To me, Mood Organ has this Philip K. Dickian vibe of like some kind of biofeedback machine to make you a better human. And the music does indeed live up to that concept, because on this release Mood Organ- aka Timm Mason- makes a close study of close sound via ambient drones, hypnagogic field recordings, and lyrical guitar work. Initially, the music seemed a bit too understated, but each listen revealed more of Mason’s fine craftsmanship at work.
If a mood organ did exist the opening track would be the device tuning up and beginning to hum. It’s a study comprised of two or three extended tones. There will be a lengthy pause before one note leapfrogs over the others and the picture changes. Each tone has its own microtonal flutter flapping wings at its own rate. Layered together, a few simple tones begin to shimmer and move elliptically. In a split second the climax of the piece also serves as its sudden termination.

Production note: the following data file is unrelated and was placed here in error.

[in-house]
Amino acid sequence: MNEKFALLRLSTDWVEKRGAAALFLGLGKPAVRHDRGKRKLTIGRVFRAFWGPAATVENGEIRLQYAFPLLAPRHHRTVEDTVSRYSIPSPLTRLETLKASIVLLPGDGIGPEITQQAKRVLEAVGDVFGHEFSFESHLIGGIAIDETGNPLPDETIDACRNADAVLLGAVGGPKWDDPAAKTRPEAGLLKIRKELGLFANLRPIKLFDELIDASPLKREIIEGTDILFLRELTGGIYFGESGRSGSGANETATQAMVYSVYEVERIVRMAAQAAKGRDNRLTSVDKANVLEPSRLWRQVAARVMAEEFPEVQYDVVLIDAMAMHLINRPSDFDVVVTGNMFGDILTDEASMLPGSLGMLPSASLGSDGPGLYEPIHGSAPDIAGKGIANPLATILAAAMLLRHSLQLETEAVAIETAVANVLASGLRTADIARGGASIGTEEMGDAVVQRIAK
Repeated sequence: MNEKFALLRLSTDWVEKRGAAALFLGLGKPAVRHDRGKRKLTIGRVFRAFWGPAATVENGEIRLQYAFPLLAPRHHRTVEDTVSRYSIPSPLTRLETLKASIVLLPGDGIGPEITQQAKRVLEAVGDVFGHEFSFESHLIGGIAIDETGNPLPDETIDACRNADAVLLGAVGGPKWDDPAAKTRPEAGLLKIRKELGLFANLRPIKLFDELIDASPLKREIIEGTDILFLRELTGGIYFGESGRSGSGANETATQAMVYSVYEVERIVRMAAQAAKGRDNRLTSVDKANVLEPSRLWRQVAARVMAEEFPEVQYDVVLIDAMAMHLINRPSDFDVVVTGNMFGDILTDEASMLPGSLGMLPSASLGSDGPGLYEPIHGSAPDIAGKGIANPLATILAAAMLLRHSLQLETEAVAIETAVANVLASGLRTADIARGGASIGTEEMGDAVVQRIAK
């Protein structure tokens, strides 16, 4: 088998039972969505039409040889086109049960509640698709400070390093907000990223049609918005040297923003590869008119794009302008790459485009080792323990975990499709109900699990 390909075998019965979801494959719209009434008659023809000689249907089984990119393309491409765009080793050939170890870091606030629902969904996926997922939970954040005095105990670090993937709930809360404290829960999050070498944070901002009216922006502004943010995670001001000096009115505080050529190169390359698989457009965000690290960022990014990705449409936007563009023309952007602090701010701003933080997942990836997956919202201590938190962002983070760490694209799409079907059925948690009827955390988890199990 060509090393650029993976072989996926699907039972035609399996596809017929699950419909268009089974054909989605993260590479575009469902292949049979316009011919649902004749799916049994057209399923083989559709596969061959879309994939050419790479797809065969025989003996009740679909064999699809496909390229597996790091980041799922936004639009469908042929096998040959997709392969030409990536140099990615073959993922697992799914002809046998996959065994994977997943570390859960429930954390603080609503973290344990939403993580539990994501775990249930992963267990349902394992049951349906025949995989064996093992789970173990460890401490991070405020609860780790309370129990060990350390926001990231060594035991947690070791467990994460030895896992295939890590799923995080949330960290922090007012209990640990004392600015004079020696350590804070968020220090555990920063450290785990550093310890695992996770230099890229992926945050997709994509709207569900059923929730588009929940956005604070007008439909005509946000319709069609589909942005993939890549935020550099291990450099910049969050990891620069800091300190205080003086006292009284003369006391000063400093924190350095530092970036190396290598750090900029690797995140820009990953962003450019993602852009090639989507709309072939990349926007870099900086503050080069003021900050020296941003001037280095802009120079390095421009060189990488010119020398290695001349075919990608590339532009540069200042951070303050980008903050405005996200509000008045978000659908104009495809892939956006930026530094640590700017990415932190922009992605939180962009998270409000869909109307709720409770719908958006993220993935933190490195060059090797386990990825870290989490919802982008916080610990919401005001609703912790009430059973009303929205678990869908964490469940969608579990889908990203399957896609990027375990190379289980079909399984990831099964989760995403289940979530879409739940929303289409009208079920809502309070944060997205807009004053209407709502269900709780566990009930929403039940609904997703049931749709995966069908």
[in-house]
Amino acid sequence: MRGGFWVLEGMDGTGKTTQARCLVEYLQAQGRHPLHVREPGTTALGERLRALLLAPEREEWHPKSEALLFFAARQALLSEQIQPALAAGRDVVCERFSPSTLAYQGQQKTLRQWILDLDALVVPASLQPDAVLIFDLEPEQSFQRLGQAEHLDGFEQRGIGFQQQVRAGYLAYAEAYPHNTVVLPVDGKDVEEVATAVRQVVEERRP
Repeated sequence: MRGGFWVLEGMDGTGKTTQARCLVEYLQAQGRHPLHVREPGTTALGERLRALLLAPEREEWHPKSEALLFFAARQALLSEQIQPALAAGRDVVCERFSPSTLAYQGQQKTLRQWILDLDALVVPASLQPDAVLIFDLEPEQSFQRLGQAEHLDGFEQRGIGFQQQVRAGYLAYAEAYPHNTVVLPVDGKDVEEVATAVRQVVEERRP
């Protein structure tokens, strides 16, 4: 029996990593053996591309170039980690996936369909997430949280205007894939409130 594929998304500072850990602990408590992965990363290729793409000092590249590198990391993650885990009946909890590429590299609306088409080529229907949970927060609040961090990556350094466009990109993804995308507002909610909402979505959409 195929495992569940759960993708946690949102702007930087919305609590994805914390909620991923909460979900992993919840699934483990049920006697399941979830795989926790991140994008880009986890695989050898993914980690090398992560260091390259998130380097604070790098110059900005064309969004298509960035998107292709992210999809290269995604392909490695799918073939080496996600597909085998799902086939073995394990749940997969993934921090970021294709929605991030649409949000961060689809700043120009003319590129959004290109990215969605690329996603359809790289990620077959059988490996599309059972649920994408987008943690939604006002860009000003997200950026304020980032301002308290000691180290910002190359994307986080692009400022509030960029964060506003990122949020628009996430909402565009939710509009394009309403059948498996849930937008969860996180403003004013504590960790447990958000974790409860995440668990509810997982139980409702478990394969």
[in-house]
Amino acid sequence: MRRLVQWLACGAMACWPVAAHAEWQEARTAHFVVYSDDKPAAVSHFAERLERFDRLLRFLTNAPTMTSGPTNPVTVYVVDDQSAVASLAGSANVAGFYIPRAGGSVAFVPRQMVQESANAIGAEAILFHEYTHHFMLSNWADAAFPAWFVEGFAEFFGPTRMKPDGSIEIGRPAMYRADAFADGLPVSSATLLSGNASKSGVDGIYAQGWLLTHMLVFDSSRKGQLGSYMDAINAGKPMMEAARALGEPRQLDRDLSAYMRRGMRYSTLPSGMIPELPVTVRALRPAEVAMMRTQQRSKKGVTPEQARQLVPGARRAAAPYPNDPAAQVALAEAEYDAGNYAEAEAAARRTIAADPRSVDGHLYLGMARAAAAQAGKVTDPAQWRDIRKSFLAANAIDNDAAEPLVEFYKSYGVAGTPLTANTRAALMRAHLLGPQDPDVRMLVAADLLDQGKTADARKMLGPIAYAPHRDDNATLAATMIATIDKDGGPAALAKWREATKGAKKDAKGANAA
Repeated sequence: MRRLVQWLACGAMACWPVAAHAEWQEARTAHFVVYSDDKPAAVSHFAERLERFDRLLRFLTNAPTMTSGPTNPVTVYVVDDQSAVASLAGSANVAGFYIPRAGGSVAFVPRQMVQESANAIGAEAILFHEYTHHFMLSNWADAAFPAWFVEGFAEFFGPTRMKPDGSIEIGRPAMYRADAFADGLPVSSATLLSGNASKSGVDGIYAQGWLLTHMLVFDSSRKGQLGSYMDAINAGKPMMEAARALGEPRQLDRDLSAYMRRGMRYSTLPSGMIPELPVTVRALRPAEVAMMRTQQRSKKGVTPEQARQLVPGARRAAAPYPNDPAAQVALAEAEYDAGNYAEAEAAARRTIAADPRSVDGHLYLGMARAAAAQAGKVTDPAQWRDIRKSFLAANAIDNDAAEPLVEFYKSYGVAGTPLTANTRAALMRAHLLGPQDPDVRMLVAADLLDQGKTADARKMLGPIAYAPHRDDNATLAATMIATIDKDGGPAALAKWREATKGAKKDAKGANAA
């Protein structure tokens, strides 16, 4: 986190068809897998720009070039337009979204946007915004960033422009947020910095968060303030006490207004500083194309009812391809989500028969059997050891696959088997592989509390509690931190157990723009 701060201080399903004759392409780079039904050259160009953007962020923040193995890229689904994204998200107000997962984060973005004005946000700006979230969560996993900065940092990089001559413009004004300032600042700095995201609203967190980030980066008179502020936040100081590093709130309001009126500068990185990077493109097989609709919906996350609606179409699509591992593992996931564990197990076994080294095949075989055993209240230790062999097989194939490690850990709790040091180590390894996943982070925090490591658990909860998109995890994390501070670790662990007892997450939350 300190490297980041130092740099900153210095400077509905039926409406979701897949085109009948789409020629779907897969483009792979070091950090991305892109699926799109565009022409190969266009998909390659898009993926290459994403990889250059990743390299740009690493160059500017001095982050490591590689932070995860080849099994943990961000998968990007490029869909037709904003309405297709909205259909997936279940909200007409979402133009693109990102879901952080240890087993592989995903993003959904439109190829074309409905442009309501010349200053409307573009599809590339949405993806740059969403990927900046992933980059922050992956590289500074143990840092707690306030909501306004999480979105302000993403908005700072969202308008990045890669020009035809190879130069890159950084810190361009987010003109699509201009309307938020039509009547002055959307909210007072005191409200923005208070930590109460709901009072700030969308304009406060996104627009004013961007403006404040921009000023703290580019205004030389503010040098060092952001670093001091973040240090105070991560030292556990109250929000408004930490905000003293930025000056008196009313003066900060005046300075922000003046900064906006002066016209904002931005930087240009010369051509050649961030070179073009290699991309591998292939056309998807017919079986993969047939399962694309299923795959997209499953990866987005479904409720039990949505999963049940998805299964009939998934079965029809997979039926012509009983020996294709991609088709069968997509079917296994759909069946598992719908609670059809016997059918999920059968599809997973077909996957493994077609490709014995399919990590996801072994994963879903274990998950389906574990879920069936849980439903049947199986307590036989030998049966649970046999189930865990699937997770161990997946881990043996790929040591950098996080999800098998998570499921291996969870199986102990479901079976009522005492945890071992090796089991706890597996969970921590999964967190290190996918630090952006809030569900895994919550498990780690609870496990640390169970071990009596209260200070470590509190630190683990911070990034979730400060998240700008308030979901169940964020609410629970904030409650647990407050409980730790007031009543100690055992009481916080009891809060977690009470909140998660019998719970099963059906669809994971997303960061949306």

Now we’re hearing a delicate whine, a twinkling melodic pattern, and distant waves. By the end of the composition the ocean has been replaced by a gentle bath of white noise. The transition is subtle and the handoff hard to pinpoint. A pensive guitar improvisation offset by cloudy ambience follows. The album concludes with bells and the sound of rain on canvas (reminding that all things wet do not sound alike- think of the big blue sea droning along vs. a patter of droplets). “Visiting a Burning Museum” sounds nothing like immolated history but produces a quiet catharsis all its own. 8/10 -- Mike Pursley (14 January, 2010)